We felt that every hotel offering in the Cotswolds region was going in the same direction, all petrol coloured walls, flagstone flooring, and leather seats. Our plan was to try and inject a bit of colour and design into the hotel scene, a flavour that was not rife in the Cotswolds. The boutique market has closed quite a lot, where pubs and B&Bs are calling themselves boutique hotels, despite only a limited amount of design and interior focus, so we had to do something different to make our mark. Jordan’s challenge as a designer was to do something colourful.

Was it a case of stripping back to the skeleton?

We took everything out to the point that every cable and pipe was taken out, the entire heating system was replaced.

It was on its last legs. It is effectively three houses that have been knocked together over the years, but the stone walls were relatively strong. The joists were 17th Century and needed extra support because they had bowed so much. A particularly interesting moment was where there is an old door onto the market square. It had been glued shut for some years, so we tried to open it and bring it back into use, but it turned out it was holding up part of the external wall, and as a result, part of the roof started to sag a bit so it needed support very quickly.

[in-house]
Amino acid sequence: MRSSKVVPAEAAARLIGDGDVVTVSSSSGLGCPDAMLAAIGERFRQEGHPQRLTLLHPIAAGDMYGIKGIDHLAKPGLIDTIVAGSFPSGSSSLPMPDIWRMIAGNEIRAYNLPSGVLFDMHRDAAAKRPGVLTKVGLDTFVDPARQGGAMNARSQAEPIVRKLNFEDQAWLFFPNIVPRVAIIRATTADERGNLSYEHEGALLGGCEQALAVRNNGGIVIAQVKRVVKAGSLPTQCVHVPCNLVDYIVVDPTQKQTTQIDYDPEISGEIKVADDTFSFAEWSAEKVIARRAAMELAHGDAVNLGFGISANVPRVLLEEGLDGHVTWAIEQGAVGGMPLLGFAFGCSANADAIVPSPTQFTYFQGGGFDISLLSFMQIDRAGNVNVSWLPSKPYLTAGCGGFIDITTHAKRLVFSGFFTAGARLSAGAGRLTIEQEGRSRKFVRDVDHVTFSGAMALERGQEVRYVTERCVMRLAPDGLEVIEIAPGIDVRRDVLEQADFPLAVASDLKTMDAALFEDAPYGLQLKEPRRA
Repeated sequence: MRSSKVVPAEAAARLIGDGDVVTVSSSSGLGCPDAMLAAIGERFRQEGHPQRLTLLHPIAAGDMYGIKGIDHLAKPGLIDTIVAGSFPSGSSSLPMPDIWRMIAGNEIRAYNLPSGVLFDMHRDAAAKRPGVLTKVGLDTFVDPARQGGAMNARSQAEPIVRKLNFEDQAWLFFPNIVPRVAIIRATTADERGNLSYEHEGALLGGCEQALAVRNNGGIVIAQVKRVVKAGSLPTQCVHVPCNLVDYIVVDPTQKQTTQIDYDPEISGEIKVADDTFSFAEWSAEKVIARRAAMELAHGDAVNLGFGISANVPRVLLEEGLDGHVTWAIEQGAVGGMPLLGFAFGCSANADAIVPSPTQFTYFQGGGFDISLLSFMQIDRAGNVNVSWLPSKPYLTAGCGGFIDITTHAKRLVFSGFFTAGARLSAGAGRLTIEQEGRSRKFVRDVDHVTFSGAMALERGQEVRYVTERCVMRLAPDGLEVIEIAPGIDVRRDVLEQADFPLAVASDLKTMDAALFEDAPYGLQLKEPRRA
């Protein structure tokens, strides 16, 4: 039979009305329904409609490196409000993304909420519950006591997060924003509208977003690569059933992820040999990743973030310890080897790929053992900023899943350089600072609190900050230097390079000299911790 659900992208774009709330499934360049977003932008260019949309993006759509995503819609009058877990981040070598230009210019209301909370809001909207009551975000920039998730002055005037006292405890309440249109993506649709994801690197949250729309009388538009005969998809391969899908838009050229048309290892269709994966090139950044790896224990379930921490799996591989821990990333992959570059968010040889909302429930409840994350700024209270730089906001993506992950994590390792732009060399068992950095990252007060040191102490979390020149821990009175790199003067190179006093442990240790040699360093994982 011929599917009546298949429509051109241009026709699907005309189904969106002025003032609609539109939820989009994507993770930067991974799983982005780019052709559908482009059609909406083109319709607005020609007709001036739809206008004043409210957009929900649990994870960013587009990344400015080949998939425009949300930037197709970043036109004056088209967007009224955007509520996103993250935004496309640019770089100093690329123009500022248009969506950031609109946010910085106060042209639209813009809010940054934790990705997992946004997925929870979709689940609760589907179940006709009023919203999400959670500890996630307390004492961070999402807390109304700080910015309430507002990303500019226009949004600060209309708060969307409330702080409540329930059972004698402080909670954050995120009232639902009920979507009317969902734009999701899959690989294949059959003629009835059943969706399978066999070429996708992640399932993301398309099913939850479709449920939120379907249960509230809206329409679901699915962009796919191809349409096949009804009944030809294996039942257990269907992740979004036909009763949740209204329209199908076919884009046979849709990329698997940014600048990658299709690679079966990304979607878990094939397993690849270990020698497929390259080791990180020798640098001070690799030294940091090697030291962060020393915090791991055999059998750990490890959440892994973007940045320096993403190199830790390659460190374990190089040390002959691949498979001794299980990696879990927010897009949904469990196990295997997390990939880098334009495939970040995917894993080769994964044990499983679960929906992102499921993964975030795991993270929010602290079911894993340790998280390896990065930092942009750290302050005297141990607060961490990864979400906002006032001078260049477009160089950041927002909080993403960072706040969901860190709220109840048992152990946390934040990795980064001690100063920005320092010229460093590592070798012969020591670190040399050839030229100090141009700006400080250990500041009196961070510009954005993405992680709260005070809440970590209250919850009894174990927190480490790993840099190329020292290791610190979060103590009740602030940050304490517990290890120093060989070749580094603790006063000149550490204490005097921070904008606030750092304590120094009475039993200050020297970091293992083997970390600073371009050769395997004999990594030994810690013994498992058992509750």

In terms of knocking walls through we did very little, we were blessed with a lot of decent sized rooms. We broke through two existing walls to create bigger spaces, but apart from that it was just replacing structural stuff.

Were there any hair raising moments?

I think the big thing coming out of this that I wouldn’t overlook next time, is a thorough investment in finding out what the mechanical engineering needs were. Simple things like understanding how, when you’re in a 17th Century building, the pipes run through the joists, but then then you need bigger pipes to get the amount of water through that people expect from a shower these days. Those hurdles are complex and expensive to find out.

What is your career background?

I have been in hotels ever since leaving school – IHG, DeVere and so on – so I cut my teeth in hotels. My parents ran a big hotel booking agency which they were in for years so hotels and this industry have been part of the family. We have always wanted to buy a property and do something like this – it has been in my head for years.

So it is a family-run operation through and through?

I run the business, but it is a family driven enterprise, definitely. Several members of the family are responsible for different things.